Regardless of brand, I think one of the most overlooked and important pieces of tackle is the line. Start at Trilene XL or Stren Original and go up from there. I prefer Fireline but it has it's drawbacks. But line is the one connection between you and the fish, and it is the most likely to fail during any given cast/fight/snag, so it's worth it to me to spend a little more to find something with low memory, low stretch, and that resists nicks and cuts.
  16. Warm_in_NH

    Warm_in_NH Feeling the Heat

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    My gf and j often fish for trout from out kayaks. Me with my 100s of dollars worth of rod and reel her with her 20 dollar Walmart rod and reel special (we did put good line on it though) . She usually out fishes me 2 to 1. Fish don't care who spent what.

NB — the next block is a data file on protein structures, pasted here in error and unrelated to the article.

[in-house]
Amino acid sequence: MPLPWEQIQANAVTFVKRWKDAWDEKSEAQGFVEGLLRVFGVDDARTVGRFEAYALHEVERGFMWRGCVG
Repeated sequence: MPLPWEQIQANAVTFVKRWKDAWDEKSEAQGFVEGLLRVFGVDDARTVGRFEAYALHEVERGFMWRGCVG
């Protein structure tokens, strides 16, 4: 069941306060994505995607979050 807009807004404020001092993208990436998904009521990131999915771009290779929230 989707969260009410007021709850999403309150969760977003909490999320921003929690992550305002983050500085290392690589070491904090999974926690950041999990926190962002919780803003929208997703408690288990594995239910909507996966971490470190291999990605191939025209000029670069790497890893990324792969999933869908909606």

Just get out there and enjoy it.
  17. bassJAM

    bassJAM Feeling the Heat

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    It's sometimes so easy to get caught up in new gear, that you do tend to forget it doesn't always catch more fish. I probably did catch just as many fish with a Walmart special and a yellow jighead and twist-tail grub and carrying extra lures in an old Rapala package in my pocket back when I was in my teens! Better gear doesn't always bring in more fish, it just makes a day on the water a tad more enjoyable, and your wallet significantly lighter!